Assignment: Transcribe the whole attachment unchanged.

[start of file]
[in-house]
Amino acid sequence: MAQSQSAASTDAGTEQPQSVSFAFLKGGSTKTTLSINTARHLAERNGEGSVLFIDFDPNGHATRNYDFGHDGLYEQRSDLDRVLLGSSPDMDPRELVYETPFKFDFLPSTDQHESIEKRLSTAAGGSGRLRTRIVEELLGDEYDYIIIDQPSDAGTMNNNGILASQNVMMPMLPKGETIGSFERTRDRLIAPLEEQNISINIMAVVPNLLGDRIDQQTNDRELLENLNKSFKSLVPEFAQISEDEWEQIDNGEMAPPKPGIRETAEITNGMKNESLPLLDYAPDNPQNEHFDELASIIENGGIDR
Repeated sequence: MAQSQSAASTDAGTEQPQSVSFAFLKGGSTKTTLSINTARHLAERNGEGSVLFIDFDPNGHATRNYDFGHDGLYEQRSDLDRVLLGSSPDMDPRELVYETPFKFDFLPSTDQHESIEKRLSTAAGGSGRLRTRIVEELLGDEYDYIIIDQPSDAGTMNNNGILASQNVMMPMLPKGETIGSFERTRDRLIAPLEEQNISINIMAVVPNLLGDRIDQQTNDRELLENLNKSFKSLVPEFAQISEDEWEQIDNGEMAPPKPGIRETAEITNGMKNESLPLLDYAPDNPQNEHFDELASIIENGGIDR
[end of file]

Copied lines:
[in-house]
Amino acid sequence: MAQSQSAASTDAGTEQPQSVSFAFLKGGSTKTTLSINTARHLAERNGEGSVLFIDFDPNGHATRNYDFGHDGLYEQRSDLDRVLLGSSPDMDPRELVYETPFKFDFLPSTDQHESIEKRLSTAAGGSGRLRTRIVEELLGDEYDYIIIDQPSDAGTMNNNGILASQNVMMPMLPKGETIGSFERTRDRLIAPLEEQNISINIMAVVPNLLGDRIDQQTNDRELLENLNKSFKSLVPEFAQISEDEWEQIDNGEMAPPKPGIRETAEITNGMKNESLPLLDYAPDNPQNEHFDELASIIENGGIDR
Repeated sequence: MAQSQSAASTDAGTEQPQSVSFAFLKGGSTKTTLSINTARHLAERNGEGSVLFIDFDPNGHATRNYDFGHDGLYEQRSDLDRVLLGSSPDMDPRELVYETPFKFDFLPSTDQHESIEKRLSTAAGGSGRLRTRIVEELLGDEYDYIIIDQPSDAGTMNNNGILASQNVMMPMLPKGETIGSFERTRDRLIAPLEEQNISINIMAVVPNLLGDRIDQQTNDRELLENLNKSFKSLVPEFAQISEDEWEQIDNGEMAPPKPGIRETAEITNGMKNESLPLLDYAPDNPQNEHFDELASIIENGGIDR